by Paul Wells
It is only fair to let you know there are rumblings from the Senate.
“I think that what you’re seeing here is a transformation,” Sen. Thomas Johnson McInnis told a roomful of reporters on Tuesday.
“What you have here are independent thinkers.”
Sen. McInnis is a former minister of this and that in the interminable Nova Scotia Progressive Conservative government of John Buchanan, who retired in 1990, and in the less durable administration of Buchanan’s successor, Roland Thornhill. He ran federally in Dartmouth in 2000, in what would turn out to be the last election the Progressive Conservatives ever contested, and the result for him was not better than the result for most candidates from his party that year.
Stephen Harper put McInnis in the Senate in September of 2012. Two months later, the Ottawa Citizen started asking questions about Mike Duffy’s housing expenses and life just hasn’t been very fun in the red chamber ever since.
But perhaps that is changing. Duffy was acquitted on all charges. Charges against Patrick Brazeau were dropped and none will be pressed against Pamela Wallin. But most importantly, the very composition of the Senate is – maybe! Arguably! – changing under Justin Trudeau.
In January 2014, without a day’s warning, Trudeau kicked every Liberal senator out of the party’s national caucus in Ottawa. The move was widely dismissed as rookie theatrics from a man who didn’t understand Parliament. In March of this year, freshly in office as prime minister, Trudeau appointed seven new senators and told them they could vote and speak as they pleased. He will soon name 20 more. Suddenly, for the first time, these nominal independents will outnumber Conservatives and the remaining Liberals-without-a-caucus.
What does it all mean? You’ll be relieved to know a special Senate committee has been on the case. It’s had “passionate discussion, if not outright argument and debate,” McInnis said.
Oh, you scamps. Its conclusions?
Well, on the big questions, you’ll just have to wait. Senators are not in the habit of rushing. They released only the first of two reports on Tuesday and it’s the second that will answer the crucial question facing a post-Trudeau Senate: If nobody in the place is beholden to a Liberal government, what’s the nature of its obligation to pass legislation passed by the elected House of Commons?
Tuesday’s interim recommendations addressed less fundamental questions in ways that still managed to be entertaining. The Senate’s proceedings should at last be televised and webcast, they said. If the Commons sends up an omnibus bill to change a few dozen disparate laws at once, senators should be able to chop it into bits and consider them separately. And, finally, any decent-sized group of senators (nine or more) who want to sit in any durable combination should be recognized as a “caucus,” with a budget and staffing to match.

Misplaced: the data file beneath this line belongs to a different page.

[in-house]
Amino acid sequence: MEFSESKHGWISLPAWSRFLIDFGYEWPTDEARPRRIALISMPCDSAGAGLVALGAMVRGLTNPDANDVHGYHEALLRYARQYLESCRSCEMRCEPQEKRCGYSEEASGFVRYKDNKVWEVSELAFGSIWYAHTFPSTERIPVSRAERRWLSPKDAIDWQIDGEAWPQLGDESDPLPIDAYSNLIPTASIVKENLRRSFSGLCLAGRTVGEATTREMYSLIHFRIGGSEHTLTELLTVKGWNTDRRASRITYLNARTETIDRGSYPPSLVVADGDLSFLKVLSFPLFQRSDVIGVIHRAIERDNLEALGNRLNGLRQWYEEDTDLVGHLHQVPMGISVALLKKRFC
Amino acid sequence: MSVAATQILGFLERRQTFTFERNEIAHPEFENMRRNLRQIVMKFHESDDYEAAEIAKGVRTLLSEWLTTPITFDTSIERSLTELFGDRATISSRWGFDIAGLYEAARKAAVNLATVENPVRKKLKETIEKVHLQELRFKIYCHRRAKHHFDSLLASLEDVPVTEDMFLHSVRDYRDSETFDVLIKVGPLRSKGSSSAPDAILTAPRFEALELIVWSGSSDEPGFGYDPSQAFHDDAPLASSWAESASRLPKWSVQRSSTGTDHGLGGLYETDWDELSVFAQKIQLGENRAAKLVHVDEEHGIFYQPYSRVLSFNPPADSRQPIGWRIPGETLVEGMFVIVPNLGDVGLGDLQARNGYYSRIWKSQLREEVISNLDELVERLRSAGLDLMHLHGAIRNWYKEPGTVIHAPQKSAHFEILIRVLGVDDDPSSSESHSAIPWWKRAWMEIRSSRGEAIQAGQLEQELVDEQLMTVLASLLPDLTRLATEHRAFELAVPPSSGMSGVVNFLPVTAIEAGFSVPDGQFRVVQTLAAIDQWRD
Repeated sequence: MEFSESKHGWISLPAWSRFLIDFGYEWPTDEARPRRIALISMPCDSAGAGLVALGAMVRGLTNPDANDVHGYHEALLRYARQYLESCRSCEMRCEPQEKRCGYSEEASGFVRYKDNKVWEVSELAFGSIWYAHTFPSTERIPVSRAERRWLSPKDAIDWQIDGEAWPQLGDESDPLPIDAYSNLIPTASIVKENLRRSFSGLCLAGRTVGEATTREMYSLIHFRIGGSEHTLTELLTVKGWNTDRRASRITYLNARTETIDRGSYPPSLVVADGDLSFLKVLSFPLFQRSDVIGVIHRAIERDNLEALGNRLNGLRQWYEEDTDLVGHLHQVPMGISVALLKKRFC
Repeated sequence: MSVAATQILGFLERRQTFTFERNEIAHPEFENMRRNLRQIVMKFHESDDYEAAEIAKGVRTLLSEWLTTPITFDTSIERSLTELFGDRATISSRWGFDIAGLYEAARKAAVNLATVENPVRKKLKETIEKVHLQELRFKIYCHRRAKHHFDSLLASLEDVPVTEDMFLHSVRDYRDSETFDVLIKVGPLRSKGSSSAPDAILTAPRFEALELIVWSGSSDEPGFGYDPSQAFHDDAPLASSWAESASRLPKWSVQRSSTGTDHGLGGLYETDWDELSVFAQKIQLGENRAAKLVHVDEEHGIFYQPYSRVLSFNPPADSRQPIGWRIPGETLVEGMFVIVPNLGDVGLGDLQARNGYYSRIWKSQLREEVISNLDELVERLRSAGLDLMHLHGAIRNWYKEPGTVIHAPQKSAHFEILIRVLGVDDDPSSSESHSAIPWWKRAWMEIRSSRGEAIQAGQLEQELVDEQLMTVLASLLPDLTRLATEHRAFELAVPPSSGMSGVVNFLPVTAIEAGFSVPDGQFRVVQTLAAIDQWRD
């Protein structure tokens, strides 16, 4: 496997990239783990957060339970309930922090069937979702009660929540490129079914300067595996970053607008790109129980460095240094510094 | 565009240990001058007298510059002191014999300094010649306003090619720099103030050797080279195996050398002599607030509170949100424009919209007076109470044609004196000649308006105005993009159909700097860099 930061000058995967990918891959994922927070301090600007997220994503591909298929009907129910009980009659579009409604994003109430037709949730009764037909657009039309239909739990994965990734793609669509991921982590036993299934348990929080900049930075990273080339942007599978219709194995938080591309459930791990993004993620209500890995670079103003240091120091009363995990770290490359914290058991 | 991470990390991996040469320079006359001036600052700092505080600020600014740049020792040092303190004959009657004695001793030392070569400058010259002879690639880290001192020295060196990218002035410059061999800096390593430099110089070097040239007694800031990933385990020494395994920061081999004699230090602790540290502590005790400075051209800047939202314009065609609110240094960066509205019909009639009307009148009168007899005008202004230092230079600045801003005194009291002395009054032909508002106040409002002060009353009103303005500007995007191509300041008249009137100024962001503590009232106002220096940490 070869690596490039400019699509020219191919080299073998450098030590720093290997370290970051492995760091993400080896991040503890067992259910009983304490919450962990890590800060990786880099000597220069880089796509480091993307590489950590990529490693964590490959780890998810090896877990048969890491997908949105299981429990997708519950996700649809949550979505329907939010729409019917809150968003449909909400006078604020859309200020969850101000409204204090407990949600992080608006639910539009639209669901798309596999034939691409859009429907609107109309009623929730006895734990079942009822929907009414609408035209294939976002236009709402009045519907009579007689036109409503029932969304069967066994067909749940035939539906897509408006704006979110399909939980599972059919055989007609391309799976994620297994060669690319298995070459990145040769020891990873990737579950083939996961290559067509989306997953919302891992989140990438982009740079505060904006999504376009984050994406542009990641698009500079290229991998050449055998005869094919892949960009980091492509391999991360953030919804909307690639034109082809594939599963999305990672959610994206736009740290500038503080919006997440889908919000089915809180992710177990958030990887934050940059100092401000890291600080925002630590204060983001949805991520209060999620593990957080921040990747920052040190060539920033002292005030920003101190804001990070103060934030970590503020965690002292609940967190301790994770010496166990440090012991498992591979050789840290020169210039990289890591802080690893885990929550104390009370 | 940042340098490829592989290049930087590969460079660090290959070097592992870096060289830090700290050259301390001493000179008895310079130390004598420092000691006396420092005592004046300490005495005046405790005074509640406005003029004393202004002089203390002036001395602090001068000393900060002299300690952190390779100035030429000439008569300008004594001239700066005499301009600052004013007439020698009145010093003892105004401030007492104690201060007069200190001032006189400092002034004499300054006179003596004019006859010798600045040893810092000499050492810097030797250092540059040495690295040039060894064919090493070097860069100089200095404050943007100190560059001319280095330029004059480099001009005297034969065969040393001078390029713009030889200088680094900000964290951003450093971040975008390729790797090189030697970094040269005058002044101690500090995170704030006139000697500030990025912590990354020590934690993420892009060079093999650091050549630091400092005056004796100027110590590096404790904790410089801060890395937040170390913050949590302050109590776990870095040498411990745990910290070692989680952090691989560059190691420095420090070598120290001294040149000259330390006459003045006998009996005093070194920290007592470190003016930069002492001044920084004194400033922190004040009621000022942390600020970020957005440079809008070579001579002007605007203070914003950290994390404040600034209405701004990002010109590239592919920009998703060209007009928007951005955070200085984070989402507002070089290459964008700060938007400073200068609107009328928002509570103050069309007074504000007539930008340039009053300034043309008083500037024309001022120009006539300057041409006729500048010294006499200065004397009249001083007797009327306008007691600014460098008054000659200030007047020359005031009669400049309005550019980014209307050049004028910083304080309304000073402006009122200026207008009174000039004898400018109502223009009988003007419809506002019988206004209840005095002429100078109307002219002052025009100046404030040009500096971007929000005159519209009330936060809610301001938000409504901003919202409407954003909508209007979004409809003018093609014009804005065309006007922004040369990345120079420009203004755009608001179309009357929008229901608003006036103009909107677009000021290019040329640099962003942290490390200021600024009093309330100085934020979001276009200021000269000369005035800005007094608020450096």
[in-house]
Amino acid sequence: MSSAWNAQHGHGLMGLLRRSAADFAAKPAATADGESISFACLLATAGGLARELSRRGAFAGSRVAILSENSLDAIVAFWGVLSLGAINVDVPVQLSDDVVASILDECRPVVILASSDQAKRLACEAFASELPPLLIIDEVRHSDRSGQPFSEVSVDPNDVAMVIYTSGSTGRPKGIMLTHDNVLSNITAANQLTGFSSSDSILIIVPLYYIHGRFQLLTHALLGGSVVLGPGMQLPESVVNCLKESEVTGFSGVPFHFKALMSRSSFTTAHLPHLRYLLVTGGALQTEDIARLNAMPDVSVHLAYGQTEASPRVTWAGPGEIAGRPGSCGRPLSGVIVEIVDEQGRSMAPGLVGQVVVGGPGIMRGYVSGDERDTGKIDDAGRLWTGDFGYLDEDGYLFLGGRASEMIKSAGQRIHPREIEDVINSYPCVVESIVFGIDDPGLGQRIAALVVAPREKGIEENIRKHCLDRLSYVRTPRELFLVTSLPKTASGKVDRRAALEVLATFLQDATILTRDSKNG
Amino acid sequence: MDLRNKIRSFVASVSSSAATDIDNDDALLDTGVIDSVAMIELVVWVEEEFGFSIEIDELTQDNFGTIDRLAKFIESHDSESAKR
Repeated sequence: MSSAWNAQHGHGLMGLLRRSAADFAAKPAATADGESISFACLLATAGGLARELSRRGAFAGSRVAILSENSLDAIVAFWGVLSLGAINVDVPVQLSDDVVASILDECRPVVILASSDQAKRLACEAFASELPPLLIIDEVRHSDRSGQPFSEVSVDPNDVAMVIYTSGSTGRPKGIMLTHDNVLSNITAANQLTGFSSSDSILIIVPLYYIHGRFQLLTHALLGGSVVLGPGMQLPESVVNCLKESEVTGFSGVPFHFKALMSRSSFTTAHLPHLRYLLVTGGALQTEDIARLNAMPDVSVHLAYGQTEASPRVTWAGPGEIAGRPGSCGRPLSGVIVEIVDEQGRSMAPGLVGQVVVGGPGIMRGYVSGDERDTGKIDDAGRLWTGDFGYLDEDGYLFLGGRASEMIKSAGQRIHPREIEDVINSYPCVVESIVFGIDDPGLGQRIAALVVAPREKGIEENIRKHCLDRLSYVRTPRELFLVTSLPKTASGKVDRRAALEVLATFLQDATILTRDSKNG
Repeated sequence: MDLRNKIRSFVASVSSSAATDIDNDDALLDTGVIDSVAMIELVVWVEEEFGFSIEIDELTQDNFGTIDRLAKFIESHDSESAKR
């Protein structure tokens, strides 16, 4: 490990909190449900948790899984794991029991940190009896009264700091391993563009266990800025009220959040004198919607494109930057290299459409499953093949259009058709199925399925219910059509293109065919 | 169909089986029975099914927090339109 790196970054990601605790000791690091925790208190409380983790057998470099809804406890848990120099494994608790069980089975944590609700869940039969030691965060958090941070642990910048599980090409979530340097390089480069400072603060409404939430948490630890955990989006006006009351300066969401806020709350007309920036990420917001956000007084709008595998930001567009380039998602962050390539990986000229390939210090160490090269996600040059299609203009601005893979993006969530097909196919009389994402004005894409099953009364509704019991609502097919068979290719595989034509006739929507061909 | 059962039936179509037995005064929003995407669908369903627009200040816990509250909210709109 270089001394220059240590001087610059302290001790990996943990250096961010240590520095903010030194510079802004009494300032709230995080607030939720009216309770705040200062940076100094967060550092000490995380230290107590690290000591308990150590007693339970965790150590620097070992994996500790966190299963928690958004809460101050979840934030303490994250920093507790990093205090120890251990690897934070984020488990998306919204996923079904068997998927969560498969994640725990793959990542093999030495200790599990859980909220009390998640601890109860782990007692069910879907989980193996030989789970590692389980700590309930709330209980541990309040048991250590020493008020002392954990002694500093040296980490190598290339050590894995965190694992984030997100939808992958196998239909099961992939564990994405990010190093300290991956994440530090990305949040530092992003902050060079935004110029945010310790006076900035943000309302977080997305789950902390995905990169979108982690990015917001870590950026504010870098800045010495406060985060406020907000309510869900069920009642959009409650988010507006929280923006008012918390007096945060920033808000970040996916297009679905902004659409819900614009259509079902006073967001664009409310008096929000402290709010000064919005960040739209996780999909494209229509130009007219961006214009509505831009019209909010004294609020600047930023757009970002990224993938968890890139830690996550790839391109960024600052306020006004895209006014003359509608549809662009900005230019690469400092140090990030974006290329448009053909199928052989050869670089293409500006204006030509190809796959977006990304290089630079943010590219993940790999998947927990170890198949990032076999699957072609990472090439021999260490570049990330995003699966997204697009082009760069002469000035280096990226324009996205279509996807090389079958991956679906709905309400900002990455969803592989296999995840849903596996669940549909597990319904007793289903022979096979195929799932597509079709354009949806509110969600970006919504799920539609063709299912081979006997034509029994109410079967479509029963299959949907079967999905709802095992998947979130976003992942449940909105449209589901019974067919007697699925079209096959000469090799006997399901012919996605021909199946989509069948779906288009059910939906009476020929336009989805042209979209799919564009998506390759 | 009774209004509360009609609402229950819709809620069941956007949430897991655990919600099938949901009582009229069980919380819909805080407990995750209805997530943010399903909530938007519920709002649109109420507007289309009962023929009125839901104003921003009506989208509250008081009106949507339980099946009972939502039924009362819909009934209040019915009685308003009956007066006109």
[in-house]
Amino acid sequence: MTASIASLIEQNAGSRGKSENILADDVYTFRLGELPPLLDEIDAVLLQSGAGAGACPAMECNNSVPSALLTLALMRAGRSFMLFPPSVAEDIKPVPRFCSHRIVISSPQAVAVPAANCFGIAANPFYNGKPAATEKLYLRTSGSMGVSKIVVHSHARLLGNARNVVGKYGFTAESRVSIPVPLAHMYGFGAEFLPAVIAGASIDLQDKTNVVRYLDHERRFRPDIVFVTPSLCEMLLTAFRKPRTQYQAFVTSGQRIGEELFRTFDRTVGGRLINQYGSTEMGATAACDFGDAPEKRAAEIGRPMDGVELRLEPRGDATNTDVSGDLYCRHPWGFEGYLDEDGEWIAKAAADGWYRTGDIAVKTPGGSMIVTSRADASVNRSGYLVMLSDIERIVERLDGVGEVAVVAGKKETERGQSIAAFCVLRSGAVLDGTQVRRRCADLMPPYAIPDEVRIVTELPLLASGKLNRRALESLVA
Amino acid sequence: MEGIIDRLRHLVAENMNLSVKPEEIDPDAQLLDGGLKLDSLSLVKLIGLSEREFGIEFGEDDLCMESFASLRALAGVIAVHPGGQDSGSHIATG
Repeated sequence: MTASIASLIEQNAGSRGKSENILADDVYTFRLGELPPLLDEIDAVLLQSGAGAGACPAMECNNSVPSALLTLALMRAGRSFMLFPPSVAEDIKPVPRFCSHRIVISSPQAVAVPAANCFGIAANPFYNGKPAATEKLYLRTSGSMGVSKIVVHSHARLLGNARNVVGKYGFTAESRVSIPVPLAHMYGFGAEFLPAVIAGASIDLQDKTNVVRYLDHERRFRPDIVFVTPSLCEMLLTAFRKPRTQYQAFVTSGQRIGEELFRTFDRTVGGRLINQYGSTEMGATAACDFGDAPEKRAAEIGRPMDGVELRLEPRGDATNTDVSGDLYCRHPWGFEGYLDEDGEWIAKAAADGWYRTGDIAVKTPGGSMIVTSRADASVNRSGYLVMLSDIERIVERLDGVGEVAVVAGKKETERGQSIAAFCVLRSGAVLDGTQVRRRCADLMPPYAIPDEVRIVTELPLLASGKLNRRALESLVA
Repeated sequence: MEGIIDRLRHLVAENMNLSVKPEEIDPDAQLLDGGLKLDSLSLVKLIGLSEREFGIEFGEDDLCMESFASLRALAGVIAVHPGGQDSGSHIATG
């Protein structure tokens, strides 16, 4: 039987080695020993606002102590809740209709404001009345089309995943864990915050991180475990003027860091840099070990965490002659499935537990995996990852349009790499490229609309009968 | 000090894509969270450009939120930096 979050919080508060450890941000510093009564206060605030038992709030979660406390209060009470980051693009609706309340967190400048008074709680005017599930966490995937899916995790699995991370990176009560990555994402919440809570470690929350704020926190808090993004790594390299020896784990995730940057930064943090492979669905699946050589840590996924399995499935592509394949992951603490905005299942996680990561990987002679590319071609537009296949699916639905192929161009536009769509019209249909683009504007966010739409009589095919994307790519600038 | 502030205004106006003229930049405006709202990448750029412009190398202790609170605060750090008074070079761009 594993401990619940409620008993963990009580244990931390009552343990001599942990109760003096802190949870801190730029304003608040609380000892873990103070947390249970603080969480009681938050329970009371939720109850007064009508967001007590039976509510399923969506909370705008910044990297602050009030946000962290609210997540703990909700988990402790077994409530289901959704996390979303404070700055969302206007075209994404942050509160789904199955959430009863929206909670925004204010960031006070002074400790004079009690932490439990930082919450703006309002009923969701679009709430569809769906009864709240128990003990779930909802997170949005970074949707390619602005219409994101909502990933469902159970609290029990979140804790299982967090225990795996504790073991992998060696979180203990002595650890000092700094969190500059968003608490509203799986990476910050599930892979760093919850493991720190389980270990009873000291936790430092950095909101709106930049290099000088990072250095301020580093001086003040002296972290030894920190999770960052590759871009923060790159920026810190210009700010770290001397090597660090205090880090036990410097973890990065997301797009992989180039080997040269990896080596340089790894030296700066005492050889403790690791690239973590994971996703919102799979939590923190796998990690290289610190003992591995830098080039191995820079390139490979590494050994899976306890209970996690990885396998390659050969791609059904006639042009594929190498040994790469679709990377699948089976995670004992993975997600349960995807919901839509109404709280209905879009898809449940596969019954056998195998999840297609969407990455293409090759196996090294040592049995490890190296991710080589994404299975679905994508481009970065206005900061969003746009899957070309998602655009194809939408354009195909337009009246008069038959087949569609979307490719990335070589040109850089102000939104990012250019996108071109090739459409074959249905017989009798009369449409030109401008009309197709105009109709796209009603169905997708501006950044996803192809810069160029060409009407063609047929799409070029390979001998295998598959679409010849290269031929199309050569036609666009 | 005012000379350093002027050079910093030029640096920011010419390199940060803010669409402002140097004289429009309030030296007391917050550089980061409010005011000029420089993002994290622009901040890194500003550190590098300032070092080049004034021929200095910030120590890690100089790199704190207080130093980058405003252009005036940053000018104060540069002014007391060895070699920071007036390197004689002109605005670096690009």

These changes are likely to make Trudeau’s 2014 changes permanent. There might be groups with
internal cohesion in the Senate, but they need bear no particular relation to the makeup of the Commons.
The very thought of it is making some old-time senators frisky. Serge Joyal, who was a Liberal for decades but is now, well, a Liberal – terminology is tricky up there – said that from the moment he was no longer welcome in Trudeau’s caucus room, “Ben, il y a, comme on dit en anglais, ‘No strings attached.'”
Elaine McCoy, appointed as a Progressive Conservative by Paul Martin after the federal Progressive party had voted to abolish itself, pronounced herself chuffed to have so many colleagues, on deck and coming soon, who feel no particular party affiliation.
How will laws get passed? There used to be room for quiet trade-offs in government caucus meetings, Joyal said. Now, there’ll have to be open bargaining between Liberals and … these people.
“It’s about power,” Joyal said. “As my mother would say to me, don’t try to show to an old monkey how to make faces.” I felt a sudden pang of regret that I never met Serge Joyal’s mother.
Justin Trudeau’s Senate upheaval foreshadowed, as we are now seeing, his management style in general.
He may take a long time to decide, but when he does, you sure notice the decision. If there are noses out of joint, let them be out of joint. It’s how he replaced one Clerk of the Privy Council with another. It’s how he made climate policy this week. The announcement takes only a minute. The consequences take years to play out.
Paul Wells is a national affairs writer. His column appears Wednesday, Friday, and Saturday.
Copyright 2016 – Torstar Syndication Services